Apple this week quietly killed off Texas Hold'em, the first and only iOS game the company ever offered. The $4.99 card game, which continued the card-playing franchise from the clickwheel iPod era, went on sale just weeks after the launch of the original App Store. Apple pitched it as an example of the kind of things developers could do on its then-fledgeling software development and sales platform.
Developer Applidium this week noted that it's cracked the security protocol Apple uses with Siri, the voice assistant that ships on the iPhone 4S. In a post detailing its findings, the group notes that Apple is sending raw audio data to its servers that's compressed with a special audio codec. Those messages basically shake hands with Apple's servers using identification, which Applidium says can be used by other, non-iPhone 4S devices. The hackery is the latest in efforts to bring Siri to older phones, and other platforms.
Apple's $99 set-top box saw a notable price drop this week, selling for $10 less at both Amazon and Best Buy. Of note, was that Amazon's listing had it as the "2010" model, a curious change given that it was listed as the latest model before the price drop. Apple last updated the hardware in September 2010, but skipped any hardware tweaks this year, short of software updates.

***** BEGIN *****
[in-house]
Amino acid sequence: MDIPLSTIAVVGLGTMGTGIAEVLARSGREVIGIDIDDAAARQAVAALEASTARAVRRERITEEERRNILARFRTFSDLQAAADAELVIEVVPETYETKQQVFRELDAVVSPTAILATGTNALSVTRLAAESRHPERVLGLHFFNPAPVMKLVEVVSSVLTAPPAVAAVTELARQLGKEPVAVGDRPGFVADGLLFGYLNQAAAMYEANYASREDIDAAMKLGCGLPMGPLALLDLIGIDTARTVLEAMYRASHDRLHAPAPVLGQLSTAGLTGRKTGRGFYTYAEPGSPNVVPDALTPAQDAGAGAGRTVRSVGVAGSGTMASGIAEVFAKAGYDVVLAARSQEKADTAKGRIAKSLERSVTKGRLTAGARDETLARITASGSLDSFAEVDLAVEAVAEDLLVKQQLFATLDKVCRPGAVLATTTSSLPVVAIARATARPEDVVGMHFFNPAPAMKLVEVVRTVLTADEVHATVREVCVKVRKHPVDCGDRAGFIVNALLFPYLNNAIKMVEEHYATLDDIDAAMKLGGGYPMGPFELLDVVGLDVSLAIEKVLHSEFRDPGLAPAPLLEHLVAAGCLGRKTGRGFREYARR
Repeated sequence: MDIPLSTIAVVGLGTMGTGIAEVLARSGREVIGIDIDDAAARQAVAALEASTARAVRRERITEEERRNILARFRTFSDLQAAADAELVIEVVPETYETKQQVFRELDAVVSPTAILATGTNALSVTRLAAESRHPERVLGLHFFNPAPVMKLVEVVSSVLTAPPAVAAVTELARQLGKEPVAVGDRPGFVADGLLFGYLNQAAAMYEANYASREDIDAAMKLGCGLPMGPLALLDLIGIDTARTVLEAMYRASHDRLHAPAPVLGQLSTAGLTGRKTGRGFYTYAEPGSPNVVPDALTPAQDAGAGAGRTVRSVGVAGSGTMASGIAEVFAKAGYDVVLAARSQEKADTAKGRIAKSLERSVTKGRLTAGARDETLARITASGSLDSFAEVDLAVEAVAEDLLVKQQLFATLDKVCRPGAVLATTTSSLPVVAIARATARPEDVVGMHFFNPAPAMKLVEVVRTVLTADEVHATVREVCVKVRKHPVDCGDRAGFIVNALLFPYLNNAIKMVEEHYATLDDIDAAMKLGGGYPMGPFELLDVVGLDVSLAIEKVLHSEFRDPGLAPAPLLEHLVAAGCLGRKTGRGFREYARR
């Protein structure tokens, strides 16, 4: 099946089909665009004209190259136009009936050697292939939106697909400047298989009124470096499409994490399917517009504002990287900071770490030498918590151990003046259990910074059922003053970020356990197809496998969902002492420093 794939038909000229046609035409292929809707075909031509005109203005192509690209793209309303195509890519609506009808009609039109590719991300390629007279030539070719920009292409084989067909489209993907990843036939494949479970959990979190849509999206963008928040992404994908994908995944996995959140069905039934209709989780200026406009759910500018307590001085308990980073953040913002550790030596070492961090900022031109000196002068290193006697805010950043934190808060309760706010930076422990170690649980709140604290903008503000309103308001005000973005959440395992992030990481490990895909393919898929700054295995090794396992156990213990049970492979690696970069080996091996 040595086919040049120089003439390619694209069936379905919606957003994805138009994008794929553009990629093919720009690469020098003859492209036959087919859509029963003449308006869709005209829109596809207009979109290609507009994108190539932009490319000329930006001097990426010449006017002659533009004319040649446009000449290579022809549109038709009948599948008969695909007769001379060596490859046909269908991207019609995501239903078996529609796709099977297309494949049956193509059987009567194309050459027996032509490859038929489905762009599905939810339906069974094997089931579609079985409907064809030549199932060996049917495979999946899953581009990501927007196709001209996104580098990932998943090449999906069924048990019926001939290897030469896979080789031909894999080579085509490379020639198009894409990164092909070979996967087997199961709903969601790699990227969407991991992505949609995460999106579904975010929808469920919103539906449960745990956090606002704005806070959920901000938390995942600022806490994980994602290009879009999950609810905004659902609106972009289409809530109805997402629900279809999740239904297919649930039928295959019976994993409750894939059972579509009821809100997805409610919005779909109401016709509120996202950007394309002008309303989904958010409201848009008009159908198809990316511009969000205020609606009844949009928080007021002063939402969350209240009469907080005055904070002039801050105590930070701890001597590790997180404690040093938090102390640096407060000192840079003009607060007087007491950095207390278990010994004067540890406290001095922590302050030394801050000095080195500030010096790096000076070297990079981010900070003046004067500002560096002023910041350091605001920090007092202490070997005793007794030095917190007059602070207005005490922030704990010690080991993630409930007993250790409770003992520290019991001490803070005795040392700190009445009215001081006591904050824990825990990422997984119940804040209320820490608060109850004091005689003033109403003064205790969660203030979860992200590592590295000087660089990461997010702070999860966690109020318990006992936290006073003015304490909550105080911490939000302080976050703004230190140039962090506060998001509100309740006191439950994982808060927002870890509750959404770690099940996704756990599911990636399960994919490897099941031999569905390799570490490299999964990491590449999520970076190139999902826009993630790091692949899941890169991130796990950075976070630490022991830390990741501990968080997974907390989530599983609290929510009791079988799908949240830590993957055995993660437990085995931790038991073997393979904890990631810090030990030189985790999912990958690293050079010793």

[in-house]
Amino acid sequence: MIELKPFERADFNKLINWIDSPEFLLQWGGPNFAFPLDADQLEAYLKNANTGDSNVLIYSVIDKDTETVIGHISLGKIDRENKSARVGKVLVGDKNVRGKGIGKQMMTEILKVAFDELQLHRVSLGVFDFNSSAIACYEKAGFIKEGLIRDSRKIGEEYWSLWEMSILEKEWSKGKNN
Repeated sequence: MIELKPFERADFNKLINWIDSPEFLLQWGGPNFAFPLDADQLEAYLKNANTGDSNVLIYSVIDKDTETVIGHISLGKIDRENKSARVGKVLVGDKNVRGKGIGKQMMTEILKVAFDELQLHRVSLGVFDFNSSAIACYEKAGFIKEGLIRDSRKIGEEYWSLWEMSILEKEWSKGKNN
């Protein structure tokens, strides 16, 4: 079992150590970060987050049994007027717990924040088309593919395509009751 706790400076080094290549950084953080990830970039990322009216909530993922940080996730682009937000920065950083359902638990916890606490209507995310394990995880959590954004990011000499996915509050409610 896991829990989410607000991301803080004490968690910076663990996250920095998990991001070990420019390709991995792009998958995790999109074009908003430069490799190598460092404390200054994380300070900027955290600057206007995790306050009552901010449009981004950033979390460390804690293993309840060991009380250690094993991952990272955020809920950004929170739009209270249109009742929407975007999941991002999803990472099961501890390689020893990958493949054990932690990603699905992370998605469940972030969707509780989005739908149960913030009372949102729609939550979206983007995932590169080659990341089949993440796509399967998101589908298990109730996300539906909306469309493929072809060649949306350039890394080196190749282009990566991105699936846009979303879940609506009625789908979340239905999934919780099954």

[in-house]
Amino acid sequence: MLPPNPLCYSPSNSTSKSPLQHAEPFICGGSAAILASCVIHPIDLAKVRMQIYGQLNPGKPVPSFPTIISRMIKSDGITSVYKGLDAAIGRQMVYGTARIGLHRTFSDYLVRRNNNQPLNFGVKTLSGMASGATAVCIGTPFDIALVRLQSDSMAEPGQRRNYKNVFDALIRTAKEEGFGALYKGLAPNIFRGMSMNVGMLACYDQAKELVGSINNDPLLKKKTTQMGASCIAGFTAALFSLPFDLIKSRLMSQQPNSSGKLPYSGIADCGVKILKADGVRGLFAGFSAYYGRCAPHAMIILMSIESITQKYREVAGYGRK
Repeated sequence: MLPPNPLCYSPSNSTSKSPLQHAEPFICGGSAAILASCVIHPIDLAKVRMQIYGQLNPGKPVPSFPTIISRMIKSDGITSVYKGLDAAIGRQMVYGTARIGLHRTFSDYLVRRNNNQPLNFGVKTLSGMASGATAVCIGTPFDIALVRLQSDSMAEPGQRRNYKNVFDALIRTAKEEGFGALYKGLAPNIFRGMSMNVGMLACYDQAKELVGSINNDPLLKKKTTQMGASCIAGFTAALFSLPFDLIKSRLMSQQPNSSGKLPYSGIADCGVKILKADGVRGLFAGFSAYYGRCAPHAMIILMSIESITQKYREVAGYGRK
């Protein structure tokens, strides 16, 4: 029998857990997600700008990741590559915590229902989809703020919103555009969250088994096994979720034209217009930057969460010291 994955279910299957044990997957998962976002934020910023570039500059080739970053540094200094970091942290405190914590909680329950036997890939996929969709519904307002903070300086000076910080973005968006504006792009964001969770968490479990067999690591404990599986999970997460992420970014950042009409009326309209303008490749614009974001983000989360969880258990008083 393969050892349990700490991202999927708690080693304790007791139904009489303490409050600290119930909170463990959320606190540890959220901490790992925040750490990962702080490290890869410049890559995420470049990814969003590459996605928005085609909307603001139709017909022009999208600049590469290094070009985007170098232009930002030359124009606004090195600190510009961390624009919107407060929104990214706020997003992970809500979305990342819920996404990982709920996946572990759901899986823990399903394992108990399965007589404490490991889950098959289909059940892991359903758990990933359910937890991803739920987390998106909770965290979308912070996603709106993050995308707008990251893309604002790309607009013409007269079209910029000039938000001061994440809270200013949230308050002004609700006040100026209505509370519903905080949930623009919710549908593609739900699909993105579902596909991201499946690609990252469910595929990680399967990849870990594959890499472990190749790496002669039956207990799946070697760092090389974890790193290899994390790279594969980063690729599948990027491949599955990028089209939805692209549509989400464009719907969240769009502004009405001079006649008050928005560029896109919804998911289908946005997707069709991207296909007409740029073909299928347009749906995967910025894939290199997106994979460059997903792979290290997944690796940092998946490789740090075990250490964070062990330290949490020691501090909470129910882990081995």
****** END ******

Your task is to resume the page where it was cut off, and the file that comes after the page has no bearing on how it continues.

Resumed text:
Apple this week quietly changed its AppleCare+ policy to allow buyers to pick it up within 30 days of buying a new iPhone to get it covered. Previously buyers had to buy it at the same time they were buying a new device to get the protection, which is the first extended warranty from Apple to cover accidental damage. Under the new policy, buyers need to come into one of Apple's stores and get their phone looked at ahead of spending $99 on the coverage.
Apple's used nothing but Intel's x86 chips in its Macs since it switched over from the PowerPC architecture, but a new report this week claimed the company could moved to AMD's chips in its MacBook Air line, due to considerably better graphics performance than Intel's chips could pump out. Blog Semiaccurate said Apple scrapped those plans early last year when a move to the AMD chips would result in better graphics power at the expense of poorer systemwide performance.